locking up Drew on illegitimate charges isn’t justice — it’s injustice on top of injustice.

tomorrow: where I fear this case is leading us…

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I feel like I’d vote for this guy

unfortunately he’s a candidate we’ll never get a chance to vote for — he’s too honest.  here’s the highlights:

  • Fellow Americans, I know you worry about the economy. So do I. But, frankly, if you elect me, I won’t do much about it… [it’s too big; the President can’t really do anything to manage it]
  • What we can do is preserve an economic climate that favors long-term growth…
  • Of necessity, spending cuts should focus on Social Security, Medicare and Medicaid…
  • We’ve also dawdled on energy. No one likes $125 a barrel oil. Last year, we paid an average price of $64 a barrel for imports. Some blame the oil companies, but the truth is that we’re all to blame. Americans like cheap gasoline and big vehicles…
  • “Energy independence” is a fraud… [amen.]

I’m not sure that I agree with his final point about poverty and immigration, but if it came down to one misguided policy out of a dozen (versus what we see already from the Republicans and Democrats), he’d get my vote.

of course, he wouldn’t get many other votes, because the voting populace doesn’t value sincerity and can’t handle complexity.  scratch that — they prefer emotionally satisfying explanations over logic and reason.  no surprise there, but it’s still disheartening to read such a clear explanation and know that 90% of your friends and neighbors could care less.  (“dey took ur jobs!”)

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have I been under a rock? or should I now take refuge under one?

maybe I’m the only person in the world that hadn’t heard of Lori Drew and the MySpace suicide, but her federal indictment for ‘bullying a young girl on the Internet’ was news to me.

I’m not going to comment on the nature of the bullying or the outcome — clearly tragic, bordering on horrific. I’m not going to argue against punishment in general, but I have to express concern over the origin of the charges.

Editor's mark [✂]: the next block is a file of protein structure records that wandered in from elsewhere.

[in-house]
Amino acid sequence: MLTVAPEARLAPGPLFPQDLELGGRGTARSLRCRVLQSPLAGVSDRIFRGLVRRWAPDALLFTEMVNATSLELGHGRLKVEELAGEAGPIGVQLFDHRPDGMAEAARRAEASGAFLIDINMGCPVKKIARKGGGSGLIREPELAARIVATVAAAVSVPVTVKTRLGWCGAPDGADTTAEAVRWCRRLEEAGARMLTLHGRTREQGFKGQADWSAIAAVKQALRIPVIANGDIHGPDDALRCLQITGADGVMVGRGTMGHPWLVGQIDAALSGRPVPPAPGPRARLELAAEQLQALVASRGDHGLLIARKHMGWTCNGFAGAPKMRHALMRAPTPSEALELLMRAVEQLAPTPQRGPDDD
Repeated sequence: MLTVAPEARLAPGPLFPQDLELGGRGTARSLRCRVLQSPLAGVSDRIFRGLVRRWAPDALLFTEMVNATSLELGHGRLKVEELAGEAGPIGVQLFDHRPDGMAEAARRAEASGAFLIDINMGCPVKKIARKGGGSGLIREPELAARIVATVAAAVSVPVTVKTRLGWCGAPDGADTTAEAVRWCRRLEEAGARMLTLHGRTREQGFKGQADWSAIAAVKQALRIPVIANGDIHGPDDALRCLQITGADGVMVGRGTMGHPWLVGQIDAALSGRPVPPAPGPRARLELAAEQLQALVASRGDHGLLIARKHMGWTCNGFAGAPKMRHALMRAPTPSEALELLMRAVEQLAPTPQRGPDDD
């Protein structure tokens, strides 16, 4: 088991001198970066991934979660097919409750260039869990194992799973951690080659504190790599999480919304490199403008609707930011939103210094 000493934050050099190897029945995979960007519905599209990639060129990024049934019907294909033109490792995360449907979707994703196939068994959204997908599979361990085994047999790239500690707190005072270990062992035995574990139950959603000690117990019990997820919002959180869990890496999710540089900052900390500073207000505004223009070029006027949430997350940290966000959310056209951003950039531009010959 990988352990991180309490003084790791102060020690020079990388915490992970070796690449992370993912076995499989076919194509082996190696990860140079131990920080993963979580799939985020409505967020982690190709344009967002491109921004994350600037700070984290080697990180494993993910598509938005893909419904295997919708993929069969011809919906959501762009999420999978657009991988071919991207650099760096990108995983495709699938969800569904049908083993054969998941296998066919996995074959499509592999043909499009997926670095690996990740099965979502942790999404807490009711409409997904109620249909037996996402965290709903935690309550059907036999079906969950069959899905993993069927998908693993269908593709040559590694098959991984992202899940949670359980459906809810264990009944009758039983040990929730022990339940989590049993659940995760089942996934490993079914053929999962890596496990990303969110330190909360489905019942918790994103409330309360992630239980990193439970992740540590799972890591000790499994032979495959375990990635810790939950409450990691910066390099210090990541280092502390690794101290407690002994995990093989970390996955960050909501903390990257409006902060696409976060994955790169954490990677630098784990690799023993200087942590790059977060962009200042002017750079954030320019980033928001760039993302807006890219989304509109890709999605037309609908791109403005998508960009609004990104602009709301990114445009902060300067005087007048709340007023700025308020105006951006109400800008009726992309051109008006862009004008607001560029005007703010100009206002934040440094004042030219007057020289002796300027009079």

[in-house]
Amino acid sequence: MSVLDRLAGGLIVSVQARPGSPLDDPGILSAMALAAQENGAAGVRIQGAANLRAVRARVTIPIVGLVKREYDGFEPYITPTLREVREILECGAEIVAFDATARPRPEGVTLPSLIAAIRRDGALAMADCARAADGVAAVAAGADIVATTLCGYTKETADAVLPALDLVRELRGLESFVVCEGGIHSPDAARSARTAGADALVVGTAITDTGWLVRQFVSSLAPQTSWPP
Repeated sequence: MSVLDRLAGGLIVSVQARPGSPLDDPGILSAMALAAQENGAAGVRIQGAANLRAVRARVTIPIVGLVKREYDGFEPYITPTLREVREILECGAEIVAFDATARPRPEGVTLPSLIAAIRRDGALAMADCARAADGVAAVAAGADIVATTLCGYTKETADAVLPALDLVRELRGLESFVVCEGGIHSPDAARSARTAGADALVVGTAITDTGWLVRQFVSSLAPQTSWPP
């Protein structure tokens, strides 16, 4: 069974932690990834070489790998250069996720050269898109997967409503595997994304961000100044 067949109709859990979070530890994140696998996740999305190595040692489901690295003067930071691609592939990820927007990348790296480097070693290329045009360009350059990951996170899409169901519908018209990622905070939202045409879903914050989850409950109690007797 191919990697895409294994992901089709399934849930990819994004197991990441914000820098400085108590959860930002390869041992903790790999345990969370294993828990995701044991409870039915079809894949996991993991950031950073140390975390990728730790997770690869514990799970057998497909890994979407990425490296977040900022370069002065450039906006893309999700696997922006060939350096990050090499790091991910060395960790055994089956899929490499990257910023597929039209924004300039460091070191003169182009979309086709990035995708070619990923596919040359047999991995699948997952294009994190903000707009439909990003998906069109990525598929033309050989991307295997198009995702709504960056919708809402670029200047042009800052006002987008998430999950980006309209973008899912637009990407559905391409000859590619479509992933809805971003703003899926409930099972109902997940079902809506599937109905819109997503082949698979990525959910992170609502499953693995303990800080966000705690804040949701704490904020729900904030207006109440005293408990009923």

“federal charges for fraudulently using an account on MySpace” — seriously? what constitutes fraudulent use of MySpace? if I overstate my hot-ness, is that fraud? what if I accept friend requests from people who aren’t really friends? if I LOLZ at things that aren’t really funny?

I know, the indictment focuses the three counts on “accessing protected computers without authorization to obtain information to inflict emotional distress”:

  • “accessing protected computers without authorization…” – this asserts that Drew wasn’t legally authorized because she gave false registration information, posing as a 16-year old boy. it’s not like she hacked into their system, she used their weak/unaudited registration system. and if accessing with falsified information is a crime, there are literally millions and millions of illegal logins everyday through MySpace, Hotmail, Yahoo, WordPress — you name the system.
  • “… to obtain information…” — I’m not a legal scholar, but this law sounds like it was written to address hacking: gaining unauthorized access to systems and obtaining stored data. Drew didn’t use her bogus account and it’s basic access to launch a more sophisticated hacking attack on MySpace. nor did she use that account to access stored data on her target, like accessing a database full of credit card numbers or SSNs. she used the platform (messages and IM) and social engineering — no different than if she had called the girl on the phone and pretended to be a young man. if she had done that, would she be facing this same indictment? how about if she got the phone service through bogus registration information? if she just attacked her verbally or through rumors would there be conspiracy charges, or are we to believe that the Internet somehow makes this different?